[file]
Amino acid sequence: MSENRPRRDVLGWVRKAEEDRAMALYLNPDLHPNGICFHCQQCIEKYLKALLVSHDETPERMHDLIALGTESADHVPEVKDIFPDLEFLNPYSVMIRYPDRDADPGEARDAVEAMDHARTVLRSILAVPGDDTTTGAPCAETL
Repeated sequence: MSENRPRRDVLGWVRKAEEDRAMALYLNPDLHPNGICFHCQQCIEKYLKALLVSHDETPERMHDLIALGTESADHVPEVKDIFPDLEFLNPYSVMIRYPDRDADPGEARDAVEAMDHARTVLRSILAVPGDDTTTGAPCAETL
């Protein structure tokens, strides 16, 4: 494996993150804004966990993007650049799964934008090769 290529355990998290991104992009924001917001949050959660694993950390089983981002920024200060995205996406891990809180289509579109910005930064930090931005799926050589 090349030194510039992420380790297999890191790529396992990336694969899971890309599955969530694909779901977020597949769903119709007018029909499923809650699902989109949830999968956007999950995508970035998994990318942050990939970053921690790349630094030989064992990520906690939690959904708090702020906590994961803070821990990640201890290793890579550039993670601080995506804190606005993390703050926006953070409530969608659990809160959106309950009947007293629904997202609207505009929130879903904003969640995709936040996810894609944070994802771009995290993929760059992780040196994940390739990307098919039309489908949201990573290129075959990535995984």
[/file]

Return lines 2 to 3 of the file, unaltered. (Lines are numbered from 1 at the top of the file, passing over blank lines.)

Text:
Repeated sequence: MSENRPRRDVLGWVRKAEEDRAMALYLNPDLHPNGICFHCQQCIEKYLKALLVSHDETPERMHDLIALGTESADHVPEVKDIFPDLEFLNPYSVMIRYPDRDADPGEARDAVEAMDHARTVLRSILAVPGDDTTTGAPCAETL
């Protein structure tokens, strides 16, 4: 494996993150804004966990993007650049799964934008090769 290529355990998290991104992009924001917001949050959660694993950390089983981002920024200060995205996406891990809180289509579109910005930064930090931005799926050589 090349030194510039992420380790297999890191790529396992990336694969899971890309599955969530694909779901977020597949769903119709007018029909499923809650699902989109949830999968956007999950995508970035998994990318942050990939970053921690790349630094030989064992990520906690939690959904708090702020906590994961803070821990990640201890290793890579550039993670601080995506804190606005993390703050926006953070409530969608659990809160959106309950009947007293629904997202609207505009929130879903904003969640995709936040996810894609944070994802771009995290993929760059992780040196994940390739990307098919039309489908949201990573290129075959990535995984």